An updated projection of the Westerville City School District's finances shows the district will end fiscal year 2017 with $2.5 million more on hand than originally was projected.
The school board unanimously approved an updated five-year financial forecast at a special meeting Wednesday, May 29.
School districts are required to submit five-year financial forecasts to the state in October and May of each fiscal year, which runs from July 1 through June 31.
The district collected $1.2 million more in taxes than was projected in October, said district Treasurer Bart Griffith, and it also received $927,000 more in state funding, which included money brought in through the state's casino taxes.
The district also spent nearly $3.4 million less than was projected in October.
A large chunk of that reduction was $1.6 million less spent on personal services, or salaries, which largely was due to the district hiring most of its new employees at the lowest salary levels, Griffith said.
The district also spent $1.3 million less in benefits, primarily because of lower insurance premium rates and reductions to employees' benefits packages.
In all, the district will have collected $149.5 million in revenue and spent $144.5 million. It will end the fiscal year with $15 million in cash reserves.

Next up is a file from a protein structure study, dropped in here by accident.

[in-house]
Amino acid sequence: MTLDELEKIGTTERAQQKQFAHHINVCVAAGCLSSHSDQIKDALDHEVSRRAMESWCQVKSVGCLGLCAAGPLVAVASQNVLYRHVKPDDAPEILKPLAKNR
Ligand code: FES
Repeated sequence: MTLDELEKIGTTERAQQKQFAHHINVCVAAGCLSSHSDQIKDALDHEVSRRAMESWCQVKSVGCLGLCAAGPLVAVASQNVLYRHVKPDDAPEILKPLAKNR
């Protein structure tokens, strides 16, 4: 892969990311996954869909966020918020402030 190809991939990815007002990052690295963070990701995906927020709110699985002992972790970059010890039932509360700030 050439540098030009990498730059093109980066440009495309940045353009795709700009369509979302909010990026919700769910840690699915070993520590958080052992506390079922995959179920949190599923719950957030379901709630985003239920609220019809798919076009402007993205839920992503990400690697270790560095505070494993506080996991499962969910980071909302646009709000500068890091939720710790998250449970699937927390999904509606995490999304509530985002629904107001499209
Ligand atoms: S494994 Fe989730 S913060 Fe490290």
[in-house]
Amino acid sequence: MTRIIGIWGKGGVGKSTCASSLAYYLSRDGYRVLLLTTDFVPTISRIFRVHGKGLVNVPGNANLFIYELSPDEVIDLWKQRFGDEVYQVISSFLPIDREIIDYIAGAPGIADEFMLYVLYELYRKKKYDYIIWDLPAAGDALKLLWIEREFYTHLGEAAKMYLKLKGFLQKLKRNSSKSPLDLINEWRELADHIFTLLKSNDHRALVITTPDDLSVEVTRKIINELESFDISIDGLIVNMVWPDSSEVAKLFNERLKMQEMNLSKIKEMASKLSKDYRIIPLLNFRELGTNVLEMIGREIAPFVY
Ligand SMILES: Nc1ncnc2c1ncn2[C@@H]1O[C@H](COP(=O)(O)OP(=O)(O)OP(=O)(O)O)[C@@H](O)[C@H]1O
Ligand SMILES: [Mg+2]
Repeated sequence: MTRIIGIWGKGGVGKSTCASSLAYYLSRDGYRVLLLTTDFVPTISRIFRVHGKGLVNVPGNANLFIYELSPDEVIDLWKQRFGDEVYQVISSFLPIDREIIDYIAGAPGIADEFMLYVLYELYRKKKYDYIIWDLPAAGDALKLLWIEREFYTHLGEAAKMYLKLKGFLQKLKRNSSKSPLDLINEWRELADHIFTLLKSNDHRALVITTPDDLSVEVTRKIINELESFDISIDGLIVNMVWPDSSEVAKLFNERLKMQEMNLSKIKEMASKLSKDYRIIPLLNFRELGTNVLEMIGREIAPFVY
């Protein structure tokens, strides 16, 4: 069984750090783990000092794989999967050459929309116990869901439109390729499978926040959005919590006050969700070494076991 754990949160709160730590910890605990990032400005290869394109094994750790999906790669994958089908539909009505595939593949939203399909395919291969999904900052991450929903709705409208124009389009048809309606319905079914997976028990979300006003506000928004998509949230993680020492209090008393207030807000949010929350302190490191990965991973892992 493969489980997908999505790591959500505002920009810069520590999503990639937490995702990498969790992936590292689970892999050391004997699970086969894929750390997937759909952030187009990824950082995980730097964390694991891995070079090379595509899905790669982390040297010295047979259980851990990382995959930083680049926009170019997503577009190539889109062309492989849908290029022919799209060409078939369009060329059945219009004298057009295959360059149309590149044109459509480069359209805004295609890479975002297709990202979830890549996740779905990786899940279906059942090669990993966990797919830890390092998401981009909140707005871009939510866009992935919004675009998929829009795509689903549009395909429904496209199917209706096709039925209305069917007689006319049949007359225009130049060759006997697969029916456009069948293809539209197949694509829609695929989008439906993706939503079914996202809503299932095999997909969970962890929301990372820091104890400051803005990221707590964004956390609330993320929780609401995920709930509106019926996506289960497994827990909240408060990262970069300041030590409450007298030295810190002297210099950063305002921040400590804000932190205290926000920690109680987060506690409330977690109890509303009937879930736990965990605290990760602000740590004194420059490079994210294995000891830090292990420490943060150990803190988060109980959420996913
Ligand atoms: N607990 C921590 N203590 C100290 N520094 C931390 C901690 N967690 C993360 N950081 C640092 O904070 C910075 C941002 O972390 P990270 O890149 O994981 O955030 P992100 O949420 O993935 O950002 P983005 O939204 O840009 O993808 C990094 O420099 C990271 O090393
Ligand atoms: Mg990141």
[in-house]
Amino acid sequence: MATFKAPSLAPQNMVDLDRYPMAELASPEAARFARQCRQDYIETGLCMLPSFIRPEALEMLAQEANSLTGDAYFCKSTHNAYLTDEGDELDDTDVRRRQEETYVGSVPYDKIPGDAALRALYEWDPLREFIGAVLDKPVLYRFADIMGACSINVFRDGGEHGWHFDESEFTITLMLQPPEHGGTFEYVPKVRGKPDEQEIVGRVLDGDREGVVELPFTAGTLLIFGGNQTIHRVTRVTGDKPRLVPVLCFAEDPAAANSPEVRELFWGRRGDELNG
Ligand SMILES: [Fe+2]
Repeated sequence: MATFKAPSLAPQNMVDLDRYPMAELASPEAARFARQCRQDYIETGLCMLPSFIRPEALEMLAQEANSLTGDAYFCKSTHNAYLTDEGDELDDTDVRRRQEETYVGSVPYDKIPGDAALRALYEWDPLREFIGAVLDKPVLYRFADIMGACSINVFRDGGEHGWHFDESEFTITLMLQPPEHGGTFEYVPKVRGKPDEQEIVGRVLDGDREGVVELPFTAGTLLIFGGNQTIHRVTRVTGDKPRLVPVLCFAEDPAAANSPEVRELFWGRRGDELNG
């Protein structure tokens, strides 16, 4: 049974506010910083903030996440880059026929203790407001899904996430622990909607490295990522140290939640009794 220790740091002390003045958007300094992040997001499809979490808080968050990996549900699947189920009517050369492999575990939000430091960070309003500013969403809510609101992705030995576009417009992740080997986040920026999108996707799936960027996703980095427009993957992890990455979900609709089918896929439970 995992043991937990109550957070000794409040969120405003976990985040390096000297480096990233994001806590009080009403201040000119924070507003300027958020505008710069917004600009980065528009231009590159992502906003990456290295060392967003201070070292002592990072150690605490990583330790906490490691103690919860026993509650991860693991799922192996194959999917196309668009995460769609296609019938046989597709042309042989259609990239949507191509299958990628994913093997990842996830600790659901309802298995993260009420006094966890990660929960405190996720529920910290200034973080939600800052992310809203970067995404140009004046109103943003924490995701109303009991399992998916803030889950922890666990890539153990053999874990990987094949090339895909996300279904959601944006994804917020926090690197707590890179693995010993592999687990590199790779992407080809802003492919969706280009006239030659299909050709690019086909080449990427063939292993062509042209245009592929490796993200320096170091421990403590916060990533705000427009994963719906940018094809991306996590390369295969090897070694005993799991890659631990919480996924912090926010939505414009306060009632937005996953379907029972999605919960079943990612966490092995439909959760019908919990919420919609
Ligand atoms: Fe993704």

Beginning in fiscal year 2014, the district will bring in more revenue because it will be the first full fiscal year of collections for the 6.71-mill operating levy approved in March 2012.
That year, the district is expected to collect $156.6 million, spend $141.9 million and end the year with $29.7 million on hand. In 2015, the district expects to collect $156.6 million, spend $151.7 million and end the year with $34.6 million on hand; in 2016, collect $156.2 million, spend $158.7 million and end the year with $32.1 million on hand; and in 2017, collect $156.6 million, spend $166 million and end the year with $22.7 million on hand.
With the positive financial news, Griffith suggested to the board that the district begin the practice of setting aside funds for 30 days' worth of expenditures, which he said is a standard business practice.
"You have the means to set that aside and make that happen now," Griffith told the board. "For a business this size, you should have 30-day cash balance. That's a minimum."
Board members agreed the district should begin that practice and should look toward a policy to make that standard district procedure.
"I'm absolutely thrilled that we're in a position where we're able to move forward with a cash-balance practice and work toward a policy," said board member Kristi Robbins.